Tuesday, 5th August 2014

I’m making this garlic confit regularly for a long time now. Garlic confit is just perfect in dishes where you add the garlic normally raw, like salads, dressings, spreads, creams, etc. because the garlic loses some of its sharpness due to the cooking process in oil. Also the garlic gains a mild rich flavour. I can’t even stand raw garlic (or even worse raw onions), because I always end up with a dominant aftertaste in my mouth for at least a day. Therefore garlic confit and I are BFF, because something like this would never happen with him!

It’s very convenient to store a jar of it in the fridge, since if you may be out of fresh garlic you still have a great back-up! The garlic confit is of course also working in dishes where the garlic used to be cooked, but he won’t be that dominant in flavour. Which might also please some of you! 

To use the garlic I mash the clove with a small fork or the back of a knife. Like this the garlic distributes evenly in the dish.


Garlic Confit

One year ago: pizza bianca with swiss chard and goats cheese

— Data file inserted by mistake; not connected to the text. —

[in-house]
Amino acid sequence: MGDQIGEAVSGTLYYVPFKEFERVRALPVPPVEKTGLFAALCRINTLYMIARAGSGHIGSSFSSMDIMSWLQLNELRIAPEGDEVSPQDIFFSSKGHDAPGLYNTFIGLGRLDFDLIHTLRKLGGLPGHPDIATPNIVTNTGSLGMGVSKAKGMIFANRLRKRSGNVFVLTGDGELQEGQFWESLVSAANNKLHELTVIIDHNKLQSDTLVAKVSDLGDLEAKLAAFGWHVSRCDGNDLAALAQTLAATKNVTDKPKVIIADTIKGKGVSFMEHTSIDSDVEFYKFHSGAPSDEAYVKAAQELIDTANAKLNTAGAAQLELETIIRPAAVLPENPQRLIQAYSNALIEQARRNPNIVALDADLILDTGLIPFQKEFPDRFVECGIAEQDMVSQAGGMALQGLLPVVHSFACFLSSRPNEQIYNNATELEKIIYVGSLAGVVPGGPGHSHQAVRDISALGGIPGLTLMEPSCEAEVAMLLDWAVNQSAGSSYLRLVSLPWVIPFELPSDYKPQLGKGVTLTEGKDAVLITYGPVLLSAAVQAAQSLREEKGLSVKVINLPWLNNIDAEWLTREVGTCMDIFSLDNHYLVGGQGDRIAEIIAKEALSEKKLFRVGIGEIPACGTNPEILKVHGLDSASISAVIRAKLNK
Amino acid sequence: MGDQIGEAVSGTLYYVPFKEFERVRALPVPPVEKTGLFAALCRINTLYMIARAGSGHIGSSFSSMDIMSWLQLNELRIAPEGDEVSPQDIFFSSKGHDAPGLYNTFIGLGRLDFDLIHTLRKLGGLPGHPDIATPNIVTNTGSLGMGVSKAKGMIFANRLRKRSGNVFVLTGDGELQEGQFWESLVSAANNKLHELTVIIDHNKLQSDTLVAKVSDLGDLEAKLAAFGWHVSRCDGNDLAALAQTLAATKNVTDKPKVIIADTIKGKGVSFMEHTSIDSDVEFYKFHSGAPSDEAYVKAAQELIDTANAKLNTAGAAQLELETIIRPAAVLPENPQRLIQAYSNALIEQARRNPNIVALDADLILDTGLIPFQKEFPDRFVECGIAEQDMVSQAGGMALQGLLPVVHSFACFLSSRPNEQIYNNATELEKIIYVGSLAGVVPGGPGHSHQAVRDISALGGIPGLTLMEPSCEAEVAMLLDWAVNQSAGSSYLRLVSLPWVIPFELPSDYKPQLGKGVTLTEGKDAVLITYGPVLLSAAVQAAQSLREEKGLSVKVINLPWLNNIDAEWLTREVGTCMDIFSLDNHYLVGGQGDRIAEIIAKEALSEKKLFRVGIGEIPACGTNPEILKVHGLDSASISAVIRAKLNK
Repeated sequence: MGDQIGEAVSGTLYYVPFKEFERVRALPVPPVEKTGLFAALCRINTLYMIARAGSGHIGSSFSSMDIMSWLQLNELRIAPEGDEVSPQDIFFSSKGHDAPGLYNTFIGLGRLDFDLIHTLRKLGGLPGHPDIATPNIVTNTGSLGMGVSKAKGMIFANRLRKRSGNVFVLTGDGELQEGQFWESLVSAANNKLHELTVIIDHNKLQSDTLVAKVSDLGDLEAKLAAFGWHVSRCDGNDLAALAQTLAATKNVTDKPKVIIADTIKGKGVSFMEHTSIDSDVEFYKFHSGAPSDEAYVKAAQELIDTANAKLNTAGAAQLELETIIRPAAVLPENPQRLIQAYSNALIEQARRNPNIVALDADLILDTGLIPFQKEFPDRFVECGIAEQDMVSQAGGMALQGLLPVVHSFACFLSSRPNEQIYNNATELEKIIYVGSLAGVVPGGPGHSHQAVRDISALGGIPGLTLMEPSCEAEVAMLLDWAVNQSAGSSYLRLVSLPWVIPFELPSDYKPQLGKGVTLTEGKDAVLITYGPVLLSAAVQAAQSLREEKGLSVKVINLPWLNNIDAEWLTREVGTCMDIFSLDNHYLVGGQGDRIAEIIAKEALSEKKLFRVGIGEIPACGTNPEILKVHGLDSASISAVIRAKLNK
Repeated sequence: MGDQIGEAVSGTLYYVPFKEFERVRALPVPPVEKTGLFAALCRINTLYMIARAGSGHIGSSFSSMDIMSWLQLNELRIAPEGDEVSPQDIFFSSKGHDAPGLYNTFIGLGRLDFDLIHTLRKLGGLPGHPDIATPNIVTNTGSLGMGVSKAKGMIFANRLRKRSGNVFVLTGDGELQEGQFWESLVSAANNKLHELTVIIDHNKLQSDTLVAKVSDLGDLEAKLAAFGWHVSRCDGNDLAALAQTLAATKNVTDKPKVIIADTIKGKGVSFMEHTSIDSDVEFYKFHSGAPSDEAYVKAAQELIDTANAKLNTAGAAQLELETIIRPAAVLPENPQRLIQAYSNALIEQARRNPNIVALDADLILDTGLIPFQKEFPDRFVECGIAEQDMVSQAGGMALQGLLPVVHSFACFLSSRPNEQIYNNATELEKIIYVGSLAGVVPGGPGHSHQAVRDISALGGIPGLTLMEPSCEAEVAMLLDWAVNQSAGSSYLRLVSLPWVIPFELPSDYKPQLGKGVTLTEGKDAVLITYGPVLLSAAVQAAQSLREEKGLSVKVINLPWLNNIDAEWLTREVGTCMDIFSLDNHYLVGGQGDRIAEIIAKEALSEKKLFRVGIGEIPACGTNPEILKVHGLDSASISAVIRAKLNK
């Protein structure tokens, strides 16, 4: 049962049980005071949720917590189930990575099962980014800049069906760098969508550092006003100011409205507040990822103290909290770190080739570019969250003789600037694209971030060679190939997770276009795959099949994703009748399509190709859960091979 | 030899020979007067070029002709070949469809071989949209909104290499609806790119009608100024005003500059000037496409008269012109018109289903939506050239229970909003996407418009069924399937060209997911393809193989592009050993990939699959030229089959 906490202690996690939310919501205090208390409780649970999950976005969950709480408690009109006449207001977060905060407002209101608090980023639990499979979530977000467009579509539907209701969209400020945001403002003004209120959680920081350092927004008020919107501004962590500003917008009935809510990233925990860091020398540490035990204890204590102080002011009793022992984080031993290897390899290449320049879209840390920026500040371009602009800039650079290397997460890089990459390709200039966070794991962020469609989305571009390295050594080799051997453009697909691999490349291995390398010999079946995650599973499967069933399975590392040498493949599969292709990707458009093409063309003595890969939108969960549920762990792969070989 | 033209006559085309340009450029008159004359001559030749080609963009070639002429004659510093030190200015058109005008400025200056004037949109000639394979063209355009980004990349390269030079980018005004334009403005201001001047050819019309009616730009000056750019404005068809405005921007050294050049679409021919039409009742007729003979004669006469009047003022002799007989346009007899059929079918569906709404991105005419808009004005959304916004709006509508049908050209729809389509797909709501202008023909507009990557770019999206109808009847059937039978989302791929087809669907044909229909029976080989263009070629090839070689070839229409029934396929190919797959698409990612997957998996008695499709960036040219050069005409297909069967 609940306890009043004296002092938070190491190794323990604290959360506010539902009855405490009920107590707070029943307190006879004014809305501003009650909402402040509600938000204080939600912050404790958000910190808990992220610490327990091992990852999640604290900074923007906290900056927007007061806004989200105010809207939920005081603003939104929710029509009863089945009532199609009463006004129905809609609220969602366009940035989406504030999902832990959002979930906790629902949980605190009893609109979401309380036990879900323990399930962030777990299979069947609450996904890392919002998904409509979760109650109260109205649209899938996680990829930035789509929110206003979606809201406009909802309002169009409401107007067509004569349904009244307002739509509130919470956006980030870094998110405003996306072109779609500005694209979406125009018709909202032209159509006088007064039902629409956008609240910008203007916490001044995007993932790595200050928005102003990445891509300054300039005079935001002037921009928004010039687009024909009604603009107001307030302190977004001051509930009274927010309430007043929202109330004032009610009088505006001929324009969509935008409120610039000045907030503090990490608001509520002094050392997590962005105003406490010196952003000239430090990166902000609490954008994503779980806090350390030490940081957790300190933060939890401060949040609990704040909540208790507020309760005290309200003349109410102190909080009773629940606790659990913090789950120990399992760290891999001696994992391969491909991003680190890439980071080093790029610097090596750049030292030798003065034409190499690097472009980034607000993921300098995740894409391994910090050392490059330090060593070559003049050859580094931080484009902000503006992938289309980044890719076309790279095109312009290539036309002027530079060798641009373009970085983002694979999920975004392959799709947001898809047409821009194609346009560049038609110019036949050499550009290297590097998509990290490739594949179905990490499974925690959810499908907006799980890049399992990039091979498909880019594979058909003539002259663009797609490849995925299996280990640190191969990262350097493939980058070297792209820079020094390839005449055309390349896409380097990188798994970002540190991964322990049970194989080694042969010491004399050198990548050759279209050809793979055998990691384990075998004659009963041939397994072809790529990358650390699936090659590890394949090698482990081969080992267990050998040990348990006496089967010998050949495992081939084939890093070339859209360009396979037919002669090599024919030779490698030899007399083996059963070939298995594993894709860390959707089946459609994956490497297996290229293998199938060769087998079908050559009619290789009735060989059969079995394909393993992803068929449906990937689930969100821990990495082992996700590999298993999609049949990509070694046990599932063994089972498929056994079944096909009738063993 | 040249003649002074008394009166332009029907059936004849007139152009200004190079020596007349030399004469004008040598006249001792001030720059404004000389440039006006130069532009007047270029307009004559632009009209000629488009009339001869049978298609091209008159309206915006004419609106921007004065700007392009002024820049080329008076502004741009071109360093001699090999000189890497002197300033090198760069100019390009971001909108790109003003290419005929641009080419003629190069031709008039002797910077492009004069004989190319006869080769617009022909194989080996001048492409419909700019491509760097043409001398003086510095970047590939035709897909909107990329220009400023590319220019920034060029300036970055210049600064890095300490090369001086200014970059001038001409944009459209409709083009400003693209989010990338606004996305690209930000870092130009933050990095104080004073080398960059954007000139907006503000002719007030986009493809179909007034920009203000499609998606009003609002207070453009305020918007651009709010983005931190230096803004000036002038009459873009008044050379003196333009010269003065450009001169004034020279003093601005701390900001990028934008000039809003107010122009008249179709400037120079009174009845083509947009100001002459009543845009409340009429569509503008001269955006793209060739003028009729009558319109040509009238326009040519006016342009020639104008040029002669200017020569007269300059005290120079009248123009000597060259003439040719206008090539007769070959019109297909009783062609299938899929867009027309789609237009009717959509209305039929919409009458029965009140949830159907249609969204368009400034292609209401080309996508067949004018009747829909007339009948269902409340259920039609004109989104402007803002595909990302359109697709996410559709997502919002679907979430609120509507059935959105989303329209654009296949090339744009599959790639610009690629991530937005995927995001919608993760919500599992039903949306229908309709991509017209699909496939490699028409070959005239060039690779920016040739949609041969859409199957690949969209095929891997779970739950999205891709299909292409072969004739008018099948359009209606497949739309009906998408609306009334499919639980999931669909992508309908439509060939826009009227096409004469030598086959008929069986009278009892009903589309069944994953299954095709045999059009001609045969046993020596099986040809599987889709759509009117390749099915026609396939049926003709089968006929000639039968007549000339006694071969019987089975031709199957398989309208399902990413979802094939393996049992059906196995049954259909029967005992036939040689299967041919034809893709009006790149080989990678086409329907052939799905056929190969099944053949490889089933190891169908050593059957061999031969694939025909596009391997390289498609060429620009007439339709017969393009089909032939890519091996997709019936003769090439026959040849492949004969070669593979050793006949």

Two years ago: orange honey dressing

Three years ago: strawberry tartlets with yogurt-lime-mousse

Four years ago: peach tartelettes 


4 Responses so far.

  1. Klingt interessant, sehr interessant. Aber warum blanchierst du den Knoblauch vorher, wenn er doch hinterher sowieso im Öl gart?

  2. anna says:

    Bei kleiner Temperatur? Muss das blubbern oder nicht?

    • Coconut & Vanilla says:

      Bei kleiner Einstellung am Herd. Da jeder Herd unterschiedlich ist, ist es schwierig zu sagen welche richtig ist. Daher sage ich kleine Temperatur.
      Das Öl muss nicht blubbern, es reicht, wenn so ein paar kleine Bläschen aufsteigen. Das Öl ist ja sowieso heiß und der Knoblauch gart auch, wenn es nicht “blubbert”. Nur wenn das Öl zu heiß ist, frittierst du den Knoblauch anstatt ihn langsam zu garen und er wird schnell zu dunkel.
      Viel Erfolg!

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